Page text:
By the time children are two years old, most will be using a range of words (e.g. naming words, action words, location words etc.) and starting to link these together to say short phrases, such as “car gone”, “teddy drink” or “where daddy?”
Below are some really simple communication supportive strategies to weave into your everyday interactions to build in opportunities for language learning.
If your child isn’t developing their skills as expected, why not check out our free Activities for Toddlers or for something more structured try a Booster Plans in our Therapy Centre.
Talk to your child while you are getting them dressed in the mornings. Use simple language to describe what you are doing, e.g. “socks on…. one…two!” Offer them a choice of what they want to wear whilst showing them the items (e.g. “trousers or shorts today?”, “pink or blue socks?”). Choice making and independence are important early skills for children to learn but by showing them the item at the same time as labelling it, this helps to strengthen word learning. If they only respond with a noise or point, that’s ok, repetition is key and the more you try this strategy, the more likely they are to have a go at saying the words when they’re ready.
Try to be at your child’s eye level when playing with them. This may mean sitting or lying on the floor to be face to face with them. Be a play partner rather than a teacher during these times and try not to lead or direct their play. During these times try to avoid questions, such as “what’s that?”, “where’s the car going?” or “what colour is it?”, whilst it’s perfectly natural to ask questions, it is more helpful for young children if you comment on what they are doing instead so they can learn the words and phrases that you are saying (e.g. “red car!”, “that’s a fast car”, “uh oh, the cars crashed”). Turn the TV and radio off whilst playing to help your child to focus all of their attention on you and playing. It’s also a good idea to silence mobile devices so you can give them your undivided attention. For more information on technology use with children listen to our podcast in our Learning Zone
Meal and snack times
Meal and snack times are often great opportunities for language modelling as most children are motivated by food. You can use the choices strategy as described in Getting dressed and also give drinks or snacks a little at a time to encourage your child to ask for ‘more’. You can model lots of different types of words during these times talking about how foods feel, taste or smell (“soft”, “sweet”, “crispy”, “cold”). Getting all the senses involved can really help to strengthen their learning.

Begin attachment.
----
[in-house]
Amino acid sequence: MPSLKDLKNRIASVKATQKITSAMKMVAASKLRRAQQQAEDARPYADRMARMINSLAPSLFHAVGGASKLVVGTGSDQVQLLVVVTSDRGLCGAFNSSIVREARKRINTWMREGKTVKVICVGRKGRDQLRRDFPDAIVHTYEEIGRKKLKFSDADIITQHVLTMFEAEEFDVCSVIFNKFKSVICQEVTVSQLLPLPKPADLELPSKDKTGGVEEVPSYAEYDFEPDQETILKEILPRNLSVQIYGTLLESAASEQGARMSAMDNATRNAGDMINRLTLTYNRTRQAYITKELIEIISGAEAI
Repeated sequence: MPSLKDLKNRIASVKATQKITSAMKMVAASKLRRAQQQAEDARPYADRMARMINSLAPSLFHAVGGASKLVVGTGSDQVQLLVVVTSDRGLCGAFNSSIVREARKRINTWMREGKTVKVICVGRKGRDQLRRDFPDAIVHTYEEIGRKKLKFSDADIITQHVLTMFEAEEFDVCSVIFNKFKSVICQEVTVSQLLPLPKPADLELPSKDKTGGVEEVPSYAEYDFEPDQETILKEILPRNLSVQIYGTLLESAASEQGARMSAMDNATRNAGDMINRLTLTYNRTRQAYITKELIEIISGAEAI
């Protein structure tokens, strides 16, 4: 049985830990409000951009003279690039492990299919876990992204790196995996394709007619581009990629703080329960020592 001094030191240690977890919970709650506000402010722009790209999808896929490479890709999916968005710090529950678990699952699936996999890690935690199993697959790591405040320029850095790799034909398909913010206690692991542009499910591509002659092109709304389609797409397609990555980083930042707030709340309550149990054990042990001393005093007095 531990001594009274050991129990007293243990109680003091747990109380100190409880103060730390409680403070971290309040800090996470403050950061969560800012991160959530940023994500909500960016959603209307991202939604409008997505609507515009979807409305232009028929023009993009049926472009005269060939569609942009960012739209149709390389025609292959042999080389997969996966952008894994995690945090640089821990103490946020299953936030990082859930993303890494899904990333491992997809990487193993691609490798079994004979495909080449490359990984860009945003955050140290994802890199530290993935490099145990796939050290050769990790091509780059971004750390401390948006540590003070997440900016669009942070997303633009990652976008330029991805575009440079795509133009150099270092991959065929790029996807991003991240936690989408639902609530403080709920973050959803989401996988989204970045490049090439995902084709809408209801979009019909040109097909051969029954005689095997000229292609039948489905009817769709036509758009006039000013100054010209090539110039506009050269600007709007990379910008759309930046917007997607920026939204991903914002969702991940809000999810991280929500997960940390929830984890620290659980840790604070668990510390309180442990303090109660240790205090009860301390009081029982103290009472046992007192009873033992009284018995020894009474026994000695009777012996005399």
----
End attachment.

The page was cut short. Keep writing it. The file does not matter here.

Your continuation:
Nappy changing and potty training
Sing songs and rhymes whilst you’re changing your child or give them books to look at whilst they’re learning to sit on the potty. Using specific praise can help children to understand the behaviour that is being rewarded (e.g. “well done for sitting on the potty”) so they are more likely to do more of the same.
Out and about
The great outdoors is full of language learning opportunities such as trips to the supermarket, playing in the park, walking to nursery. Why not get them to help you by giving them their own shopping list for your trip to the supermarket – you could draw a few pictures of some items on a piece of paper and give them a crayon for them to cross off once you’ve put it in the trolley, or see if they can remember to look out for one or two items. We have a shopping list template and pictures of shopping items in the Downloads section of our Therapy Centre
Sing songs about what you are doing (e.g. “this is the way we wash your toes, wash your toes….”) and play with your child and their bath toys. Most children love water play so make this into a fun activity rather than just a functional tasks. Bath time is an opportunity to offer different types of words as well such as action words (“splash”, “wash”, “dunk”, “dry” etc).
Every child benefits from having a bedtime routine, the earlier you start this the earlier they will get used to it. Try to avoid any exposure to technology within a few hours of bedtime to allow your baby’s brain to calm. TV, videos and mobile devices stimulate the brain and will make it harder for them to nod off to sleep (listen to our podcast on technology in our Learning Zone). A bedtime lullaby or a bed time story can help to soothe your little one as well as being an opportunity to help them to develop. Show them books and talk about the pictures you see, you don’t have to read them the whole story for them to benefit. Simply pointing things out and talking about the pictures is an opportunity for them to learn. When they are old enough they might want to have a go at turning the pages or joining in the story.
We love these videos by The Communication Trust which illustrate some of the points above:
Through the Eyes of a Child 1-2 years
Through the Eyes of a Child 2-3 years
Are you noticing your toddler is behind with their talking? Or just looking for some fun and practical games to play to make sure their skills continue to progress?
Why not explore our free Activities for Toddlers or for something more structured try a Booster Plans from our Therapy Centre.
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